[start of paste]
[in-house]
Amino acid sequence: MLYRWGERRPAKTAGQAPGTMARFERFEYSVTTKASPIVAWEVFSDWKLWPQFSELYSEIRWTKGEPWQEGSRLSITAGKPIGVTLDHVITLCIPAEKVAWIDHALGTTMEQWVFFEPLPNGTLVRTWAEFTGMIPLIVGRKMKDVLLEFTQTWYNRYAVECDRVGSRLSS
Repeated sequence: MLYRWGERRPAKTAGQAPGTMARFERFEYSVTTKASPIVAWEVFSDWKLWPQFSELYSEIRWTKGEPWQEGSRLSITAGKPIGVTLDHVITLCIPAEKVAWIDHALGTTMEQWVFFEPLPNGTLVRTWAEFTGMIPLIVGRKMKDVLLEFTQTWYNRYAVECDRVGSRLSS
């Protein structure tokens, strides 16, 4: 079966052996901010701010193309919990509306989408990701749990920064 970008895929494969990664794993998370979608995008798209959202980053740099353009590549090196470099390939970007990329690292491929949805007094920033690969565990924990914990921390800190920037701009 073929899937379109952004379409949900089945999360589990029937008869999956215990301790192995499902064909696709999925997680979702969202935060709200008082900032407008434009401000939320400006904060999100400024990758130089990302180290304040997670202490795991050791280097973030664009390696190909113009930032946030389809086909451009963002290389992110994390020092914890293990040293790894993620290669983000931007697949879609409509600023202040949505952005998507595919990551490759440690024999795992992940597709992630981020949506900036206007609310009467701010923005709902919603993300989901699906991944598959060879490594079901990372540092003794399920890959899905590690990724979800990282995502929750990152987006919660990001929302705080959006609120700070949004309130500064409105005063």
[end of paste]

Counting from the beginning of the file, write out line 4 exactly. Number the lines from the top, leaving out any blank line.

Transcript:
């Protein structure tokens, strides 16, 4: 079966052996901010701010193309919990509306989408990701749990920064 970008895929494969990664794993998370979608995008798209959202980053740099353009590549090196470099390939970007990329690292491929949805007094920033690969565990924990914990921390800190920037701009 073929899937379109952004379409949900089945999360589990029937008869999956215990301790192995499902064909696709999925997680979702969202935060709200008082900032407008434009401000939320400006904060999100400024990758130089990302180290304040997670202490795991050791280097973030664009390696190909113009930032946030389809086909451009963002290389992110994390020092914890293990040293790894993620290669983000931007697949879609409509600023202040949505952005998507595919990551490759440690024999795992992940597709992630981020949506900036206007609310009467701010923005709902919603993300989901699906991944598959060879490594079901990372540092003794399920890959899905590690990724979800990282995502929750990152987006919660990001929302705080959006609120700070949004309130500064409105005063």